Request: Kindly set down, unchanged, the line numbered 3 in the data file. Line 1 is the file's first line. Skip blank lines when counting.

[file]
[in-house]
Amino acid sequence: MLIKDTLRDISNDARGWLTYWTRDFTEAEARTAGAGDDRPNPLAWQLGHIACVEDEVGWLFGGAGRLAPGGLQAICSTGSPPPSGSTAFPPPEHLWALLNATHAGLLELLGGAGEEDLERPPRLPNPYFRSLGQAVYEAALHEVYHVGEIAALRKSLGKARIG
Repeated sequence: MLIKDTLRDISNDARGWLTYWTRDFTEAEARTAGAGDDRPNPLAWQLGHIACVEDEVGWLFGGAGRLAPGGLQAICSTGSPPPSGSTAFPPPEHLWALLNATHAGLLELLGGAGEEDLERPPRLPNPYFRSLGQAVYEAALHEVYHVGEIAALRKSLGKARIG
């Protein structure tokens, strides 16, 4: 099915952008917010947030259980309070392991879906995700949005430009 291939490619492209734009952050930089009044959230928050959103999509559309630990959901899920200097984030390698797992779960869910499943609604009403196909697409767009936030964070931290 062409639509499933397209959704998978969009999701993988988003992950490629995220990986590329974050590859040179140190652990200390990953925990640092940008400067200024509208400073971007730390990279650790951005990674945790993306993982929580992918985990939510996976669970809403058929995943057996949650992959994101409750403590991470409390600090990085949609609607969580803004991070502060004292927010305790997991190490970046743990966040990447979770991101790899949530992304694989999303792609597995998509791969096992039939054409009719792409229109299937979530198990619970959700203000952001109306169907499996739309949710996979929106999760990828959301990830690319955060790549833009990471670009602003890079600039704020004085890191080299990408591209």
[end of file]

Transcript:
Repeated sequence: MLIKDTLRDISNDARGWLTYWTRDFTEAEARTAGAGDDRPNPLAWQLGHIACVEDEVGWLFGGAGRLAPGGLQAICSTGSPPPSGSTAFPPPEHLWALLNATHAGLLELLGGAGEEDLERPPRLPNPYFRSLGQAVYEAALHEVYHVGEIAALRKSLGKARIG